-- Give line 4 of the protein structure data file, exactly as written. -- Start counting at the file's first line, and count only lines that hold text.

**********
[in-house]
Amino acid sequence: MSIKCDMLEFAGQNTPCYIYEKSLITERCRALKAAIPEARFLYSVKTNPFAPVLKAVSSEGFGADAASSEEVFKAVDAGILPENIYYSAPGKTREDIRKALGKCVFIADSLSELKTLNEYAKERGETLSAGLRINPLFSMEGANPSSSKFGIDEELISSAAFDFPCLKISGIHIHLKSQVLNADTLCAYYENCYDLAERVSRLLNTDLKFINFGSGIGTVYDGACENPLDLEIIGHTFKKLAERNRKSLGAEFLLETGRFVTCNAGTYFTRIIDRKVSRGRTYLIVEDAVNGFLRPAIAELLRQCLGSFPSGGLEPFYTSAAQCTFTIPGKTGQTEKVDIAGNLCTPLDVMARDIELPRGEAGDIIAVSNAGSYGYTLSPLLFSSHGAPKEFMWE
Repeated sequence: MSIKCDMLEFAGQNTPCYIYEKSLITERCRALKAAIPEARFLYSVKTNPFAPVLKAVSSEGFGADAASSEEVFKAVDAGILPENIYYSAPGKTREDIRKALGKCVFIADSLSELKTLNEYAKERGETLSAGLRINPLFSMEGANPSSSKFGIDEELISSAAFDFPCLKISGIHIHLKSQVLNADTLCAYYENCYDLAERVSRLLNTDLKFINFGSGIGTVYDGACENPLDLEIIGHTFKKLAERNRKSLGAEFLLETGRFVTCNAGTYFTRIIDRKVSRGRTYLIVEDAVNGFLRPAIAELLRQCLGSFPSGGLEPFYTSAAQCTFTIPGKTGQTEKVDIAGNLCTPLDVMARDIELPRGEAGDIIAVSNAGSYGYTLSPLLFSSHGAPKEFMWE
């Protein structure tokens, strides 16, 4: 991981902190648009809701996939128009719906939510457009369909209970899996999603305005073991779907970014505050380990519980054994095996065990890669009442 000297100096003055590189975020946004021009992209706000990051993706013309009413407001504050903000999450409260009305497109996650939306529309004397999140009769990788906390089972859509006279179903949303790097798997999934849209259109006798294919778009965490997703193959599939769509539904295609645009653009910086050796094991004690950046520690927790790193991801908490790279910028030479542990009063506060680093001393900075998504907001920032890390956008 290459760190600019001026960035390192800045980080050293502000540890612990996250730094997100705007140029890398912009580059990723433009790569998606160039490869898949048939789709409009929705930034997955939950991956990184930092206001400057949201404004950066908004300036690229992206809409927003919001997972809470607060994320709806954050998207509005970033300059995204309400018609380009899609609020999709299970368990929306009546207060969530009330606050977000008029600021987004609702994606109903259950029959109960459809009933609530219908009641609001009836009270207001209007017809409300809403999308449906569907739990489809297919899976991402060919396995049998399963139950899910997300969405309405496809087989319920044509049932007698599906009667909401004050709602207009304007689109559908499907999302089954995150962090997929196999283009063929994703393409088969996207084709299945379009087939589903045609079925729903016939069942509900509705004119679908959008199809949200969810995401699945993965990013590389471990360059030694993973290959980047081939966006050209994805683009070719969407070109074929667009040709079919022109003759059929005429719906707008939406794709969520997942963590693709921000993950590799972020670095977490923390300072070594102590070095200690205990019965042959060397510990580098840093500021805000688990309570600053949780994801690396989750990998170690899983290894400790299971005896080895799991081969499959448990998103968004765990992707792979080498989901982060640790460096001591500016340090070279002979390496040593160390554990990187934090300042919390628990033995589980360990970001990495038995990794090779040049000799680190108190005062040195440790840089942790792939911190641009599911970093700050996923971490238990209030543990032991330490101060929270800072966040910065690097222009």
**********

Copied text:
């Protein structure tokens, strides 16, 4: 991981902190648009809701996939128009719906939510457009369909209970899996999603305005073991779907970014505050380990519980054994095996065990890669009442 000297100096003055590189975020946004021009992209706000990051993706013309009413407001504050903000999450409260009305497109996650939306529309004397999140009769990788906390089972859509006279179903949303790097798997999934849209259109006798294919778009965490997703193959599939769509539904295609645009653009910086050796094991004690950046520690927790790193991801908490790279910028030479542990009063506060680093001393900075998504907001920032890390956008 290459760190600019001026960035390192800045980080050293502000540890612990996250730094997100705007140029890398912009580059990723433009790569998606160039490869898949048939789709409009929705930034997955939950991956990184930092206001400057949201404004950066908004300036690229992206809409927003919001997972809470607060994320709806954050998207509005970033300059995204309400018609380009899609609020999709299970368990929306009546207060969530009330606050977000008029600021987004609702994606109903259950029959109960459809009933609530219908009641609001009836009270207001209007017809409300809403999308449906569907739990489809297919899976991402060919396995049998399963139950899910997300969405309405496809087989319920044509049932007698599906009667909401004050709602207009304007689109559908499907999302089954995150962090997929196999283009063929994703393409088969996207084709299945379009087939589903045609079925729903016939069942509900509705004119679908959008199809949200969810995401699945993965990013590389471990360059030694993973290959980047081939966006050209994805683009070719969407070109074929667009040709079919022109003759059929005429719906707008939406794709969520997942963590693709921000993950590799972020670095977490923390300072070594102590070095200690205990019965042959060397510990580098840093500021805000688990309570600053949780994801690396989750990998170690899983290894400790299971005896080895799991081969499959448990998103968004765990992707792979080498989901982060640790460096001591500016340090070279002979390496040593160390554990990187934090300042919390628990033995589980360990970001990495038995990794090779040049000799680190108190005062040195440790840089942790792939911190641009599911970093700050996923971490238990209030543990032991330490101060929270800072966040910065690097222009």